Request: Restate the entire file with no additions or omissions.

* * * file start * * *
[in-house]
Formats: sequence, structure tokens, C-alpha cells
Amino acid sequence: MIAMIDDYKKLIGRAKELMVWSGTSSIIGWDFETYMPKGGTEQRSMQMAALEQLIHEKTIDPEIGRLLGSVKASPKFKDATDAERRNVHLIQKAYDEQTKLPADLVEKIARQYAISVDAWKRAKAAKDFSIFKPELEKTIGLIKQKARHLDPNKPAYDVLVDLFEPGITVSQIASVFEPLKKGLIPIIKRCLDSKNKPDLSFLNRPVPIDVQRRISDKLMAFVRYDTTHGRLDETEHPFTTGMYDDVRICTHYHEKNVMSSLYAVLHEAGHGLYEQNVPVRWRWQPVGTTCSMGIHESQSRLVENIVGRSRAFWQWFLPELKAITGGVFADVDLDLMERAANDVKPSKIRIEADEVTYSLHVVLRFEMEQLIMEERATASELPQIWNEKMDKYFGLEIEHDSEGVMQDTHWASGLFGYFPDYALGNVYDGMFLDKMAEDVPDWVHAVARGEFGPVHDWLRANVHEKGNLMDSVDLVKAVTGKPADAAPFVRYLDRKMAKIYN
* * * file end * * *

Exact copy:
[in-house]
Formats: sequence, structure tokens, C-alpha cells
Amino acid sequence: MIAMIDDYKKLIGRAKELMVWSGTSSIIGWDFETYMPKGGTEQRSMQMAALEQLIHEKTIDPEIGRLLGSVKASPKFKDATDAERRNVHLIQKAYDEQTKLPADLVEKIARQYAISVDAWKRAKAAKDFSIFKPELEKTIGLIKQKARHLDPNKPAYDVLVDLFEPGITVSQIASVFEPLKKGLIPIIKRCLDSKNKPDLSFLNRPVPIDVQRRISDKLMAFVRYDTTHGRLDETEHPFTTGMYDDVRICTHYHEKNVMSSLYAVLHEAGHGLYEQNVPVRWRWQPVGTTCSMGIHESQSRLVENIVGRSRAFWQWFLPELKAITGGVFADVDLDLMERAANDVKPSKIRIEADEVTYSLHVVLRFEMEQLIMEERATASELPQIWNEKMDKYFGLEIEHDSEGVMQDTHWASGLFGYFPDYALGNVYDGMFLDKMAEDVPDWVHAVARGEFGPVHDWLRANVHEKGNLMDSVDLVKAVTGKPADAAPFVRYLDRKMAKIYN